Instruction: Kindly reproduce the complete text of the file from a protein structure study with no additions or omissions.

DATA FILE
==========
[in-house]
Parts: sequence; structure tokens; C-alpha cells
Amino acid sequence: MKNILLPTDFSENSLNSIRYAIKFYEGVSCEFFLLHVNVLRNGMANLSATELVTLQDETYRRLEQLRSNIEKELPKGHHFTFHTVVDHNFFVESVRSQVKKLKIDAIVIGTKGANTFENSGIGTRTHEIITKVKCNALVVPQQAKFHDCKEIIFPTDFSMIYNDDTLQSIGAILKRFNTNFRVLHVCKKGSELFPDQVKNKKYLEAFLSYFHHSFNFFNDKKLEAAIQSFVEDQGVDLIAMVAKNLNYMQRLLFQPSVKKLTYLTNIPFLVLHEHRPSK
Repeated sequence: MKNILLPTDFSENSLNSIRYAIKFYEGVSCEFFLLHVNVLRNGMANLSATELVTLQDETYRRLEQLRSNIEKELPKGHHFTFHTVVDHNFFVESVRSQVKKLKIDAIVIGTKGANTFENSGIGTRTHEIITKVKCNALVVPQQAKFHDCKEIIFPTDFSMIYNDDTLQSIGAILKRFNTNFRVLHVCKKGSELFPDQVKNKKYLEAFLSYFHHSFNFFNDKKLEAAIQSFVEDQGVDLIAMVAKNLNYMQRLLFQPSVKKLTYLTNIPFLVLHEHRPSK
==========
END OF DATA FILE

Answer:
[in-house]
Parts: sequence; structure tokens; C-alpha cells
Amino acid sequence: MKNILLPTDFSENSLNSIRYAIKFYEGVSCEFFLLHVNVLRNGMANLSATELVTLQDETYRRLEQLRSNIEKELPKGHHFTFHTVVDHNFFVESVRSQVKKLKIDAIVIGTKGANTFENSGIGTRTHEIITKVKCNALVVPQQAKFHDCKEIIFPTDFSMIYNDDTLQSIGAILKRFNTNFRVLHVCKKGSELFPDQVKNKKYLEAFLSYFHHSFNFFNDKKLEAAIQSFVEDQGVDLIAMVAKNLNYMQRLLFQPSVKKLTYLTNIPFLVLHEHRPSK
Repeated sequence: MKNILLPTDFSENSLNSIRYAIKFYEGVSCEFFLLHVNVLRNGMANLSATELVTLQDETYRRLEQLRSNIEKELPKGHHFTFHTVVDHNFFVESVRSQVKKLKIDAIVIGTKGANTFENSGIGTRTHEIITKVKCNALVVPQQAKFHDCKEIIFPTDFSMIYNDDTLQSIGAILKRFNTNFRVLHVCKKGSELFPDQVKNKKYLEAFLSYFHHSFNFFNDKKLEAAIQSFVEDQGVDLIAMVAKNLNYMQRLLFQPSVKKLTYLTNIPFLVLHEHRPSK